On Nov. 30, 1625 at Leiden, Thomas along with Frances Jessop, Richard Masterson, Thomas Nash and Roger Wilson of Rev. John Robinson's remnant Leiden church, wrote a letter to Gov. William Bradford at Plymouth, Mass. Thomas then wrote a personal letter to Bradford on Dec. 15, 1625 stating in part, "God hath taken away my son, that was with me in the ship, when I went back again; I have only two children which were born since I left you."
Thomas and wife Ann are believed to have arrived at Plymouth, Mass. with three children by 1629. Thomas d. at Plymouth before Mar. 25, 1633, the date the "Widdow Blossome" is listed in the 1633 tax list assessed 9 shillings in corn for the ensuing year. Thomas may have died considerably earlier as the preamble to the 1633 tax list (Mar. 25, 1633-Mar. 24, 1633/4) states:
"March 25, 1633. According to an order in Court held the 2d of January, in the seaventh yeare of the raigne of our soveraigne lord, Charles..." (PCR 1:9-11)
Charles the 1st became King of England on Mar. 27, 1625, and on Jan. 2, 1632/3 was then in the 7th year of his reign. Thomas Blossom was certainly deceased by July 1, 1633 when in a letter of that date, from Rev. Ralph Smith at Plymouth to Rev. Hugh Goodyear at Leiden, Smith included reference to Thomas as "our brother who now sleepeth." The widow Ann subsequently m. at Plymouth Oct. 17, 1633 as his second wife, Henry Rowley. She survived Henry and d. circa 1691.
Thomas Blossom and wife Ann Elsden had five known children b. either in England or Holland:
• i. An unnamed child who was bur. at St. Peters Church (the Pieterskerk) in Leiden Apr. 12, 1617.
• ii. An unnamed son who had accompanied the family from Leiden to England aboard the Speedwell in 1620 intending to sail to America, but due to the failure of the Speedwell and subsequent overcrowding of the Mayflower, the family returned to Leiden and this son died prior to Dec. 15, 1625.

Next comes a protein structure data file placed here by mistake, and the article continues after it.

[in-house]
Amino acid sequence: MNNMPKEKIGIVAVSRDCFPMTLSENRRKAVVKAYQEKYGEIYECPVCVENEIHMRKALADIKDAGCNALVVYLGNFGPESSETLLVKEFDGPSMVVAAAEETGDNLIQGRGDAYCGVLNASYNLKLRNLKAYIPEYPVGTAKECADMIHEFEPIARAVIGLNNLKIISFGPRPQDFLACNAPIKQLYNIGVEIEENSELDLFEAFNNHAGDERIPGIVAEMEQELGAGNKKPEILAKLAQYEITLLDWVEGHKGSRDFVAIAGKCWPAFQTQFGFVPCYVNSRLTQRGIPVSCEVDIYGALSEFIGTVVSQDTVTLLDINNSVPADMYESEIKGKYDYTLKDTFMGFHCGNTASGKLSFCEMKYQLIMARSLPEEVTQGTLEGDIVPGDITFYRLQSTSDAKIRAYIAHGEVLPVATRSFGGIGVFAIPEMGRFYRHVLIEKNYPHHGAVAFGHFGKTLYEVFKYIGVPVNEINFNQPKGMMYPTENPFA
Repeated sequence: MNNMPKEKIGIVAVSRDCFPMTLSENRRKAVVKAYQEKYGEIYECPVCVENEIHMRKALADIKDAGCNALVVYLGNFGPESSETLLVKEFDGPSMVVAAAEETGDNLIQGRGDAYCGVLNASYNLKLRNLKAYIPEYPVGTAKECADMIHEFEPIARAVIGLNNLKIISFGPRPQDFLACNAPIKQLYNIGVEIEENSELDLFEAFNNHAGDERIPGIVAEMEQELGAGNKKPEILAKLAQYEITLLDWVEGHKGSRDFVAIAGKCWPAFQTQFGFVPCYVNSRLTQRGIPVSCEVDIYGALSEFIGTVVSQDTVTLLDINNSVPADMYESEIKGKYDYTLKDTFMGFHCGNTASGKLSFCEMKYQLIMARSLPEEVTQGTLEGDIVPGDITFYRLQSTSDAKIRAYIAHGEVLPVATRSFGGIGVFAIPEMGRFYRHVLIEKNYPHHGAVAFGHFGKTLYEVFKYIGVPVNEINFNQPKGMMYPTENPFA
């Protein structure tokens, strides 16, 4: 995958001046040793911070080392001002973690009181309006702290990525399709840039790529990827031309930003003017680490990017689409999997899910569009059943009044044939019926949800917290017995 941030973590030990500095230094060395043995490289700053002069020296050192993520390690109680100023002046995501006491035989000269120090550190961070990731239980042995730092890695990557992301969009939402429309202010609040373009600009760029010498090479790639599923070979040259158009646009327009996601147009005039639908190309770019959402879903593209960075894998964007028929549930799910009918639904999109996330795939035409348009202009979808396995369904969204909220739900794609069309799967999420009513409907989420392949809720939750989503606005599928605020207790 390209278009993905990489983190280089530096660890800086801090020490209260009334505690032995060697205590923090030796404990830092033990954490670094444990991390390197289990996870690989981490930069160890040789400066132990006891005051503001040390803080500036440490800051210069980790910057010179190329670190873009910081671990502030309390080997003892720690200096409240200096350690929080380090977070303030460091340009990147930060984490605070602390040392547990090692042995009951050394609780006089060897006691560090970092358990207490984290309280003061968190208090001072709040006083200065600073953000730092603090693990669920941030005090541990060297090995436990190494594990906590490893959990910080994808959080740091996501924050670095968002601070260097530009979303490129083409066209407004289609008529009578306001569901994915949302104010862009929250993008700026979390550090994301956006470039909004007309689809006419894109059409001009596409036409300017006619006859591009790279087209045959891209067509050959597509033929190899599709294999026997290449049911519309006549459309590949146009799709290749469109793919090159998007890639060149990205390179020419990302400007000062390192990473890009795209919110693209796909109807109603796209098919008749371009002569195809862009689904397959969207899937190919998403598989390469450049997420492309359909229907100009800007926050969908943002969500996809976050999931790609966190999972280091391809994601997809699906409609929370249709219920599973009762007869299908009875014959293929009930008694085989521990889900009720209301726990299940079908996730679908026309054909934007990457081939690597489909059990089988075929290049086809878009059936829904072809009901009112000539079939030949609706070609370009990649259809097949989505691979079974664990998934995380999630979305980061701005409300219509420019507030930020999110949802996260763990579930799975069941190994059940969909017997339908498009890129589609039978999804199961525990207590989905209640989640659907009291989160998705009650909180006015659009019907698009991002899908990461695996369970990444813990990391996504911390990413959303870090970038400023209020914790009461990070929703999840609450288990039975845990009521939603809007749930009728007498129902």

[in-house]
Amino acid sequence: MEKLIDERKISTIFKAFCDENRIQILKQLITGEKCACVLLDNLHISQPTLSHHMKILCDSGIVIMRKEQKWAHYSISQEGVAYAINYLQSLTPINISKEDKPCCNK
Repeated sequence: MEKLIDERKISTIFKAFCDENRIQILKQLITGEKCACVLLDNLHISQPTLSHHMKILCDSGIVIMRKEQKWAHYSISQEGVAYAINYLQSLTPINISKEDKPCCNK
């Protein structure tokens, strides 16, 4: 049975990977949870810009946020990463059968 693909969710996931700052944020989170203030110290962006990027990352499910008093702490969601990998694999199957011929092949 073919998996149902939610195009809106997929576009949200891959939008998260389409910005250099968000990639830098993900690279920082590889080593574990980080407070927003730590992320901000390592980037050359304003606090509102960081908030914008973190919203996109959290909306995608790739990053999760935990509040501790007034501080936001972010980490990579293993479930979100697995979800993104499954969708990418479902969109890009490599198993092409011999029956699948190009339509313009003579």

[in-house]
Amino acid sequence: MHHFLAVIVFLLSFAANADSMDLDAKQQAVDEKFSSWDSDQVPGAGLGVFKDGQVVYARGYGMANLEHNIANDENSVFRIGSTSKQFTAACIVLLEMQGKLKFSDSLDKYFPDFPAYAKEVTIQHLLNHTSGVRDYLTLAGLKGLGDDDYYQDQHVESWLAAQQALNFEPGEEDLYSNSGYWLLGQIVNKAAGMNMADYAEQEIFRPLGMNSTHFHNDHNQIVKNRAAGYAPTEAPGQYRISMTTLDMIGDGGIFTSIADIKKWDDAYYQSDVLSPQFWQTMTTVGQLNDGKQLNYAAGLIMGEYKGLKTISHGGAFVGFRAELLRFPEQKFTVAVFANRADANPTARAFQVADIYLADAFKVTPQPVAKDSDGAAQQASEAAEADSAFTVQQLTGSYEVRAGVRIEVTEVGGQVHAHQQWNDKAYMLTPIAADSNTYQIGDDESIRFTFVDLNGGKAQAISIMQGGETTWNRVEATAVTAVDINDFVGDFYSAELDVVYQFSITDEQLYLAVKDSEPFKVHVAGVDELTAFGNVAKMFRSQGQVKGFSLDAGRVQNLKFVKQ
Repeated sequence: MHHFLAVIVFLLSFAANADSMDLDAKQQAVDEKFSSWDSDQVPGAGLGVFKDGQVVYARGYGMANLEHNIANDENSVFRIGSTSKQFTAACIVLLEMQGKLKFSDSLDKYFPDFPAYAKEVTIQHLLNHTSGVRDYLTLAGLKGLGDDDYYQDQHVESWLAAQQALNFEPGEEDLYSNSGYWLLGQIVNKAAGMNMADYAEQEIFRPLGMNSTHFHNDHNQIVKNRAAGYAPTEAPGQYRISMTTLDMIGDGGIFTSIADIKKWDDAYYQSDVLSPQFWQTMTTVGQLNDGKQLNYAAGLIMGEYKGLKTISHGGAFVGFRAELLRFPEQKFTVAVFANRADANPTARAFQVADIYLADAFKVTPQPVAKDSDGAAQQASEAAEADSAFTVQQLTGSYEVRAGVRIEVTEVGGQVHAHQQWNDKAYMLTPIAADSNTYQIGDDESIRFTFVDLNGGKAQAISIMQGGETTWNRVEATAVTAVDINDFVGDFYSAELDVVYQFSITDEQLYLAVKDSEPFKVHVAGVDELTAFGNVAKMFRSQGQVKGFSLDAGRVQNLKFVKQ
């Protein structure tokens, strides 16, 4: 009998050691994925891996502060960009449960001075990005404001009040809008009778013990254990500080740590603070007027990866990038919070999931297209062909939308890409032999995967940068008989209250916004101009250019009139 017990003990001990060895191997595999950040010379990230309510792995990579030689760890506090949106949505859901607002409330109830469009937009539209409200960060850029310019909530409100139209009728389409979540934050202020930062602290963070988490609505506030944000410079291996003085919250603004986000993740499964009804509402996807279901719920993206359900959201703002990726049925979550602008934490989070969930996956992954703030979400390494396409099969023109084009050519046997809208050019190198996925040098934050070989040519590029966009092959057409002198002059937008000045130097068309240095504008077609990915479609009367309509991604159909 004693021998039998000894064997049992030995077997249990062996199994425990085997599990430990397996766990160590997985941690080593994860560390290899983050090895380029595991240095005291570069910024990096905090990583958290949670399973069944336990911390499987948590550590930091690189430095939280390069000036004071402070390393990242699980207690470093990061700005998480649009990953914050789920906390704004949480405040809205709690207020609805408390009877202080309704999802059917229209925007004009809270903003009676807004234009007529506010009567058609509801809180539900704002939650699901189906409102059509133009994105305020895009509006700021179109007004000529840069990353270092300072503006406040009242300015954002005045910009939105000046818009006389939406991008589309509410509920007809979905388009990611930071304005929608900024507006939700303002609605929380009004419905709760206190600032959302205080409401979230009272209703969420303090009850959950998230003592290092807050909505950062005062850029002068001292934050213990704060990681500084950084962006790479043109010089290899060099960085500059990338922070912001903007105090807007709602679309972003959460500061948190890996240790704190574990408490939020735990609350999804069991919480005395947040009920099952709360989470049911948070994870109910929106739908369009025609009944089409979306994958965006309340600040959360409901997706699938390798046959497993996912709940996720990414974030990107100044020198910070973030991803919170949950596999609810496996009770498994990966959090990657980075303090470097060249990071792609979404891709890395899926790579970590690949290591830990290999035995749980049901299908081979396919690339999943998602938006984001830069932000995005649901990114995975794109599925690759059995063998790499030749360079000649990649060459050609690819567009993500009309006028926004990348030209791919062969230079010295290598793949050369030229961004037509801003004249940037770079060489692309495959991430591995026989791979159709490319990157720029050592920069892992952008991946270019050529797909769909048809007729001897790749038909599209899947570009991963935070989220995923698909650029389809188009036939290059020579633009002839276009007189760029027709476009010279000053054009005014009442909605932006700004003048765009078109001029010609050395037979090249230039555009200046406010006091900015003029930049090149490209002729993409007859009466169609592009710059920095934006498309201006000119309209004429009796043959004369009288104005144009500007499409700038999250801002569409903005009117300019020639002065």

• iii. Elizabeth Blossom, b. after May 1620 undoubtedly in Leiden, Holland, and d. in 1713 in America at present-day New Jersey; m. 1) May 10, 1637 in Scituate, Mass., Edward Fitzrandolph, who d. at Piscataway, NJ circa 1685. They had twelve children, three dying young. Elizabeth m. 2) Jan. 30, 1684/5 at New Jersey, Capt. John Pike, who d. Jan. 20, 1687/8 in Woodbridge, NJ. Edward and Elizabeth (Blossom) Fitzrandolph are the maternal ancestors of Barack Obama, the 44th President of the United States.
• iv. Thomas Blossom, Jr., b. circa 1623 in Leiden, Holland, d. Apr. 22, 1650 by drowning off the coast of Cape Cod at Eastham, Mass.; m. June 18, 1645 in Barnstable, Mass., Sarah Ewer, dau. of Thomas Ewer and Sarah Learned, bapt. May 10, 1629 at Stood in Kent, England. They had one child, dau. Sarah.
• v. Peter Blossom, b. after August 1627 likely in Leiden, Holland and d. intestate in July 1706 in Barnstable, Mass.; m. June 21, 1663 at Barnstable, Sarah Bodfish, dau. of Robert and Bridget Bodfish, b. circa 1638. She d. after Dec. 3, 1704. Seven children of the family, two dying in infancy.